Migrant or refugee: A new lexicon (China Daily)



By Pauline D. Loh  

More than 30 years ago, I took a year off work to volunteer as a logistics officer with the United Nations High Commissioner For Refugees.

It was a time of the Boat People.

The experience was sobering and opened my eyes as a young journalist, still idealistic about politics and reality.

As I took part in rescue operations in the South China Sea, I saw boatloads of Vietnamese refugees risking their lives to leave home in search of greener pastures.

Often, they were attacked by pirates who raped the women and robbed the men of the gold bars strapped to their chests.

Almost four decades later, the news headlines are creating a sense of deja vu.

Boatloads of Bangladeshis and displaced Rohingyas from Myanmar are the new boat people. Now though, they are called migrants, not refugees. It is a difference that is colored in shades of gray.

Bangladesh has always been poor and it is understandable that some of its people should risk their lives to seek a better future. But, heading up to sea in the hopes of being rescued and given refuge is not a wise move.

The Rohingyas, originally Muslim migrants from the Bangladeshi delta, have always had an uncomfortable existence in Myanmar, which is predominantly Buddhist. That they should want to leave again is perhaps more understandable.

Whatever the reason or cause, it takes either great courage or terrible desperation to embark on such a voyage.

The plight of these new boat people is not the responsibility of one single nation but of humanity as a whole. In offering “temporary shelter”, both Malaysia and Indonesia have shown a compassion that is laudable.

But who will ultimately offer these refugee-migrants final refuge?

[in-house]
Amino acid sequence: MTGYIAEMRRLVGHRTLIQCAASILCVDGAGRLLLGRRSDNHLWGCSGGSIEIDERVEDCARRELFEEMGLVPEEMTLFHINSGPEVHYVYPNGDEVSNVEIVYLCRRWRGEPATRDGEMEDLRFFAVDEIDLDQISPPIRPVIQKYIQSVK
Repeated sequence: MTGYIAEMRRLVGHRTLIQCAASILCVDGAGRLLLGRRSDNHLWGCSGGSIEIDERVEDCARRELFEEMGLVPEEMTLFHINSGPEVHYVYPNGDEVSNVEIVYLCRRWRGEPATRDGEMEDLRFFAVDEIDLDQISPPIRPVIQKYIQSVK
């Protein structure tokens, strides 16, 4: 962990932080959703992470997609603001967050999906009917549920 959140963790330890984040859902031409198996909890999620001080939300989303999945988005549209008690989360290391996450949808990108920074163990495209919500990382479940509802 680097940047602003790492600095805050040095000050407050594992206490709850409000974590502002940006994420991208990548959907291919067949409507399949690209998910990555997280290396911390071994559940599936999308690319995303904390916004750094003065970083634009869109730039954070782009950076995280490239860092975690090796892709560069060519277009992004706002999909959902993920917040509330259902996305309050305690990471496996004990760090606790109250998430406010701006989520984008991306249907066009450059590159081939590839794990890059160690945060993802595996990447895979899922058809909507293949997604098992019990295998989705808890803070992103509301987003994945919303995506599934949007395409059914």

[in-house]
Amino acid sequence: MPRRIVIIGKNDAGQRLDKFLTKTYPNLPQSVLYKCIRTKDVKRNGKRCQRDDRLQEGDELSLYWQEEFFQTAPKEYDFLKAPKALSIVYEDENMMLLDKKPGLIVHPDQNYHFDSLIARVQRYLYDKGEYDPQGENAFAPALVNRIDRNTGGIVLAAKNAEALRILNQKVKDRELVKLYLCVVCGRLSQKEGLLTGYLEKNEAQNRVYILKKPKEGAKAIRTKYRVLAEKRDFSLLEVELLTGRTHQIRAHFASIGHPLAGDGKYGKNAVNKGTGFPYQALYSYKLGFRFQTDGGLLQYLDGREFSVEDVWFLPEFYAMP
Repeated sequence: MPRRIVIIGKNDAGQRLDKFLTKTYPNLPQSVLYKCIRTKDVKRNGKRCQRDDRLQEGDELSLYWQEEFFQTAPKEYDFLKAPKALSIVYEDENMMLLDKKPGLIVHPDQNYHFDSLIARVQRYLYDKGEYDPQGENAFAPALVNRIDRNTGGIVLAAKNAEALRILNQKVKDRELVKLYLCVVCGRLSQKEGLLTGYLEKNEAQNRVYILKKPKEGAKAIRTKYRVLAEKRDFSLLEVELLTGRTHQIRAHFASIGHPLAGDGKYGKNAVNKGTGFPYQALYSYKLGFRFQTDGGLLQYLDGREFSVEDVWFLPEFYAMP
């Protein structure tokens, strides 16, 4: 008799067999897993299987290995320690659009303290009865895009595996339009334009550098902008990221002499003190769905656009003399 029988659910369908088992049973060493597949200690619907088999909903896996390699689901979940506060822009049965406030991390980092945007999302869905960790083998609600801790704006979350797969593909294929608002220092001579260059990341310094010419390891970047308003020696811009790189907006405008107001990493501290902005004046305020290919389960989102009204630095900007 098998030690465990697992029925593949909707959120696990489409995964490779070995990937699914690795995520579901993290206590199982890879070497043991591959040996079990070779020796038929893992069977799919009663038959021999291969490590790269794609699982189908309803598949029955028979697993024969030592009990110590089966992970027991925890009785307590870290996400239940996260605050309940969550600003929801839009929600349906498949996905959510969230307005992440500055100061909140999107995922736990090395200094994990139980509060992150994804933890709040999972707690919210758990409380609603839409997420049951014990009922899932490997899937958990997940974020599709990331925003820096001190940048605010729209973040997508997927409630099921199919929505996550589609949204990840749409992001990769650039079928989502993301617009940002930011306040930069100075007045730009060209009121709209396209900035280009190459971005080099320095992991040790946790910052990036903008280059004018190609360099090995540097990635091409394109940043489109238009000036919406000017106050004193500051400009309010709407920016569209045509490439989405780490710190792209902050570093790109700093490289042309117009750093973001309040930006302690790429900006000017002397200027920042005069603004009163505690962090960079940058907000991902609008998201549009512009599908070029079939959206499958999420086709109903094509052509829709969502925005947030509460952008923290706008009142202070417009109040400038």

Many of the Vietnamese Boat People in the mass exodus in the late 1970s and early 1980s were assimilated into countries such as the Netherlands, France, Australia and the United States. Just as many returned to Vietnam as entrepreneurs now leading their homeland into new prosperity.

I remember Tranh, a young man of 18, who survived 28 days stranded at sea and two vicious pirate attacks. I got to know him well at the refugee camp in Singapore and we became friends.

He appreciated the library books I brought him and we kept in touch long after he resettled in the Netherlands. He became an award-winning scientist and returned to Vietnam to start one of the country’s first hematology laboratories.

Throughout the history of mankind, people have been displaced by war, poverty and natural disasters. My own grandfathers left China for Southeast Asia because there was not enough to eat at home.

Behind the statistics and numbers of the news headlines, there are individual stories that need to be told. A lot of these end in tragedy.

We read of the mass graves found on the borders of Malaysia and Thailand, of the camps that rounded up the refugees that could not pay the fare demanded by the traffickers.

We, all of us, are migrants ourselves at one time or other. And, whether Christian, Muslim or Buddhist, we should be thoroughly grateful that we were never refugees.

Contact the writer at paulined@chinadaily.com.cn

(China Daily 05/28/2015 page2)

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